As we stepped through the doors of the Cape Town Holocaust Centre, I was reminded that I had been here before. Much younger and much more sheltered by the drone of energetic and distractible school children – I had been on the tour here at least twice.
For a young kid who was fascinated by history I remember always being captivated by the words that spoken and tried to absorb every word written on the walls. I wanted to know it all, all the details and events, the critical facts and hidden details that defined this terrible part of the world’s history. There’s only so much you can learn from popular media or the occasional documentary and having the concepts and contributing issues so clearly laid out and broken down by a centre devoted to Holocaust history was invaluable.
I can remember that each time I was there my experience was a little different. I had previously been hurried through with my school group, trying my best to understand what terrifying chain of events could possibly allow something so tragic to happen. What incremental steps became a stampede of Human Right’s abuses without the world crying out stop? What context allowed sentiments of hate and racial difference to permit the fabric of communities?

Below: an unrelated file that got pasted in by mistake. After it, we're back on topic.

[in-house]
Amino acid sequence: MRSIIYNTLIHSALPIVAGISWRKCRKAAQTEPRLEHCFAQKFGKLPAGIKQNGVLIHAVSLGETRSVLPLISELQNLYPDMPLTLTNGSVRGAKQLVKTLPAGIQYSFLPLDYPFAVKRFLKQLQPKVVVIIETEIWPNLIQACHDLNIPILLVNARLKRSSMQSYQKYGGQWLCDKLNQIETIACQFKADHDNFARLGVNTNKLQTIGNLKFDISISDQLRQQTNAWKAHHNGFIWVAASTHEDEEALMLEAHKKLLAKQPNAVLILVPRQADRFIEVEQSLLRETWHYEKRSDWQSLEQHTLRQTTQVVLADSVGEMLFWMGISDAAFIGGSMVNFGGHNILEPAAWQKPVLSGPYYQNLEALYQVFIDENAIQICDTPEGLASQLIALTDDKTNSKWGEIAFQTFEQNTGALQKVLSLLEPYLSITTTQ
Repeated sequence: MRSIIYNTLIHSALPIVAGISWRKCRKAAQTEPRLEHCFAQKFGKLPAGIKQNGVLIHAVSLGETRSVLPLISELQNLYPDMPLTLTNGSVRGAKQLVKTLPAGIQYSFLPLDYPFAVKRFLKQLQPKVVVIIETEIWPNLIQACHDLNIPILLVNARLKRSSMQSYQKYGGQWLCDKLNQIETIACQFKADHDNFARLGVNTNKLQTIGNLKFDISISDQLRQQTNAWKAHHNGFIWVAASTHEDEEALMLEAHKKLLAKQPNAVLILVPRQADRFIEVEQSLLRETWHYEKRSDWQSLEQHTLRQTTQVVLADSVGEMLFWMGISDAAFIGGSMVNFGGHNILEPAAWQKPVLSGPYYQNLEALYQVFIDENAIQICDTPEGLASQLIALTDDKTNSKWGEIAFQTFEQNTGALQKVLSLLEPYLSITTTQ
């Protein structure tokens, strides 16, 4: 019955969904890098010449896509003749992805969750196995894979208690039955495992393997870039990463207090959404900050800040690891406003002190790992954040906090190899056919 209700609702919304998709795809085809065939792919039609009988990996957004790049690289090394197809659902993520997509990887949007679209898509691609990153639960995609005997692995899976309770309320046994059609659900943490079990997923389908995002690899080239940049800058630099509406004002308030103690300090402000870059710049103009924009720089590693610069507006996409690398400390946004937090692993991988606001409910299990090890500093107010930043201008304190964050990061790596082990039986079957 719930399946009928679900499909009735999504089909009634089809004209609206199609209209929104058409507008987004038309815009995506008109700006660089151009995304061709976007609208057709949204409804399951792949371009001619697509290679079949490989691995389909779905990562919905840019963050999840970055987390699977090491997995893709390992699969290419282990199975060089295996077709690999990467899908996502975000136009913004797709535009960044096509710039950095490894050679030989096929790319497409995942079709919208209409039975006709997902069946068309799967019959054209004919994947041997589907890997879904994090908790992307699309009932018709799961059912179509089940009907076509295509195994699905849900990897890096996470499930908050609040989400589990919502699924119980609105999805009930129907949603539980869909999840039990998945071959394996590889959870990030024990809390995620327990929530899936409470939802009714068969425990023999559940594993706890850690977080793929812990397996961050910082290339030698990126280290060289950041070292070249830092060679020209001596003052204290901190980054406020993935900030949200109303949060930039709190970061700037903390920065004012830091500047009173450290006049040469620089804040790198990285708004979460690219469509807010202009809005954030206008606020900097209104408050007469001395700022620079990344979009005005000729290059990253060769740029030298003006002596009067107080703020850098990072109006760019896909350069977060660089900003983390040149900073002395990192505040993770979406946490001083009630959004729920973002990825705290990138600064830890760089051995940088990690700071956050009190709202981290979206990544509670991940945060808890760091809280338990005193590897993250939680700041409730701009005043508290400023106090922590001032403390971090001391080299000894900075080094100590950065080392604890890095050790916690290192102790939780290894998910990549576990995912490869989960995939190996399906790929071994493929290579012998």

I later realised that some of these same questions can be asked throughout history and are important closer to home if we begin to look back at our own past. Something that we still don’t do enough of.
This time I lingered back from the group. Hearing the words of the tour falling on my ear and stopping quietly at exhibits along the way. This time I wasn’t looking at the facts and timelines, the laws passed and the military interventions – I was looking at the stories. The real stories of people who had lived, and the real stories of people who had died too young. In breaking things down to their component parts I didn’t want to forget the everyday reality. The reality that to those living through it mattered much more than any timeline in a history book.
While genocide and the Holocaust are two terms that we often think of as synonymous, this session let us know that in different contexts these terms are ones that can belong to all of us. We can learn from the Holocaust and its memorials and we can remember that genocides have occurred in a number of countries in the past and may continue to happen around us in the future – unless, I think, the world is at least a little more ready to listen to other people’s stories